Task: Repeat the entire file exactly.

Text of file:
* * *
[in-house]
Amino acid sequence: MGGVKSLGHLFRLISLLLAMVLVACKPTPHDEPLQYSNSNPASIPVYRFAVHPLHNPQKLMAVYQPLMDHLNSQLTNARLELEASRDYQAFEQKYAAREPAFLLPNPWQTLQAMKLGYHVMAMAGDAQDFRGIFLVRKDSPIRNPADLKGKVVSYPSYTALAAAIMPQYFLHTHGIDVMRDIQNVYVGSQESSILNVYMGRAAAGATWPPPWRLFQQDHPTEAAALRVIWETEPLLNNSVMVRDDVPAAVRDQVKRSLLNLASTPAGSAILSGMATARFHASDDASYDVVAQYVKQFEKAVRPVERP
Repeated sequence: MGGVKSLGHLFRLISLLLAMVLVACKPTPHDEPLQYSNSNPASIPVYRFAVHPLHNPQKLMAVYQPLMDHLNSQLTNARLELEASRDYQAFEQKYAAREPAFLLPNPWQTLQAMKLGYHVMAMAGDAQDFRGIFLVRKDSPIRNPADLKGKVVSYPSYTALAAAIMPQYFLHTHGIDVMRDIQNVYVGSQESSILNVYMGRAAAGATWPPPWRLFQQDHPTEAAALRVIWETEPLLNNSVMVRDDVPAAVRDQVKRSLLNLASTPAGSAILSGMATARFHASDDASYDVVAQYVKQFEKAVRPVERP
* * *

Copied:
[in-house]
Amino acid sequence: MGGVKSLGHLFRLISLLLAMVLVACKPTPHDEPLQYSNSNPASIPVYRFAVHPLHNPQKLMAVYQPLMDHLNSQLTNARLELEASRDYQAFEQKYAAREPAFLLPNPWQTLQAMKLGYHVMAMAGDAQDFRGIFLVRKDSPIRNPADLKGKVVSYPSYTALAAAIMPQYFLHTHGIDVMRDIQNVYVGSQESSILNVYMGRAAAGATWPPPWRLFQQDHPTEAAALRVIWETEPLLNNSVMVRDDVPAAVRDQVKRSLLNLASTPAGSAILSGMATARFHASDDASYDVVAQYVKQFEKAVRPVERP
Repeated sequence: MGGVKSLGHLFRLISLLLAMVLVACKPTPHDEPLQYSNSNPASIPVYRFAVHPLHNPQKLMAVYQPLMDHLNSQLTNARLELEASRDYQAFEQKYAAREPAFLLPNPWQTLQAMKLGYHVMAMAGDAQDFRGIFLVRKDSPIRNPADLKGKVVSYPSYTALAAAIMPQYFLHTHGIDVMRDIQNVYVGSQESSILNVYMGRAAAGATWPPPWRLFQQDHPTEAAALRVIWETEPLLNNSVMVRDDVPAAVRDQVKRSLLNLASTPAGSAILSGMATARFHASDDASYDVVAQYVKQFEKAVRPVERP